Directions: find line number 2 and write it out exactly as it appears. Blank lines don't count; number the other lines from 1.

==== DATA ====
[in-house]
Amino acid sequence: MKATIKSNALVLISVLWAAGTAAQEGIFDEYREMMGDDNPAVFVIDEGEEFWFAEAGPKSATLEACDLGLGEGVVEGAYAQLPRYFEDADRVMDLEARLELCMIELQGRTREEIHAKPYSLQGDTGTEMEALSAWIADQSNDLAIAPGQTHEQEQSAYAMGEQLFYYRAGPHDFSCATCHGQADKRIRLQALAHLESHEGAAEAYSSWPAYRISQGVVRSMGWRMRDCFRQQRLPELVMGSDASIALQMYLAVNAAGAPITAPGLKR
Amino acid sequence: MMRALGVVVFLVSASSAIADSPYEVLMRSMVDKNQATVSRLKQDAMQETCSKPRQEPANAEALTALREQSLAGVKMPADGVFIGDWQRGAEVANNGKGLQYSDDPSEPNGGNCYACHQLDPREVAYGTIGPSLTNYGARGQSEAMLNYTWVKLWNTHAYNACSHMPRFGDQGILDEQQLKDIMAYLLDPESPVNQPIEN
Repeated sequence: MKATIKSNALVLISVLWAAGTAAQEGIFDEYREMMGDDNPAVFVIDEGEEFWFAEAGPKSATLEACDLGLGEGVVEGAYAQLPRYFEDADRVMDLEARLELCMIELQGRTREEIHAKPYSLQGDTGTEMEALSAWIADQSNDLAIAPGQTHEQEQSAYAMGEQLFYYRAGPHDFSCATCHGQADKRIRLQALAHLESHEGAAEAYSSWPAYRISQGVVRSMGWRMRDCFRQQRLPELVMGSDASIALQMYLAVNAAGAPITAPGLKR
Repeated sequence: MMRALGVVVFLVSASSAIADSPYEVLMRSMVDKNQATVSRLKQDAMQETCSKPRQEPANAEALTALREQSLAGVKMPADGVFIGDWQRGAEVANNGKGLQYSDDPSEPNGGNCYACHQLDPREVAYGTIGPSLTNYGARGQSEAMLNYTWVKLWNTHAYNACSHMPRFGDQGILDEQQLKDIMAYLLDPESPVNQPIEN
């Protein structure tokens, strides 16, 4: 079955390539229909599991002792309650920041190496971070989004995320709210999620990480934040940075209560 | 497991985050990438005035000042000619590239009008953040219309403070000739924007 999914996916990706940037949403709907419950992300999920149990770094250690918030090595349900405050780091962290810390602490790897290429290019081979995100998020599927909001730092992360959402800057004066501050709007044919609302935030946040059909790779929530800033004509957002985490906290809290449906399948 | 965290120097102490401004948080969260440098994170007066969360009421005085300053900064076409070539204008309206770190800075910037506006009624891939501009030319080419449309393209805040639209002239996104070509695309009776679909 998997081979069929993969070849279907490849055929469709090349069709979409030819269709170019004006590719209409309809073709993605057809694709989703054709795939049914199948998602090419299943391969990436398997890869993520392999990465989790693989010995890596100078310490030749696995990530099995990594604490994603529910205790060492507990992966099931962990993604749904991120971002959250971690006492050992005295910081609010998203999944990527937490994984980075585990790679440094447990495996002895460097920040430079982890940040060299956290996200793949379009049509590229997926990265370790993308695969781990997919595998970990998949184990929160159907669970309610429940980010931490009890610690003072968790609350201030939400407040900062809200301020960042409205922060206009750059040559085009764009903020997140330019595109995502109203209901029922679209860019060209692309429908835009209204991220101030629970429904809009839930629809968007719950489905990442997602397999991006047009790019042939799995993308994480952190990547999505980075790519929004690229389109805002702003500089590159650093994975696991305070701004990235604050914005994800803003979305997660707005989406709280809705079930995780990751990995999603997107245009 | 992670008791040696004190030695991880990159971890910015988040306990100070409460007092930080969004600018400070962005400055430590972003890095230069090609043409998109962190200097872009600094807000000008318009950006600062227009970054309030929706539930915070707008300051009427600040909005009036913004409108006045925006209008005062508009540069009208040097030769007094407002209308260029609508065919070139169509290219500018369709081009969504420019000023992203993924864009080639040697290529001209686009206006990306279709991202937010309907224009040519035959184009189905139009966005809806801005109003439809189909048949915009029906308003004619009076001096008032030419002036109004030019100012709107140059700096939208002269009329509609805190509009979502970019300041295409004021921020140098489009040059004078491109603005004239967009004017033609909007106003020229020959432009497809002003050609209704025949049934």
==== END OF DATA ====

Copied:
Amino acid sequence: MKATIKSNALVLISVLWAAGTAAQEGIFDEYREMMGDDNPAVFVIDEGEEFWFAEAGPKSATLEACDLGLGEGVVEGAYAQLPRYFEDADRVMDLEARLELCMIELQGRTREEIHAKPYSLQGDTGTEMEALSAWIADQSNDLAIAPGQTHEQEQSAYAMGEQLFYYRAGPHDFSCATCHGQADKRIRLQALAHLESHEGAAEAYSSWPAYRISQGVVRSMGWRMRDCFRQQRLPELVMGSDASIALQMYLAVNAAGAPITAPGLKR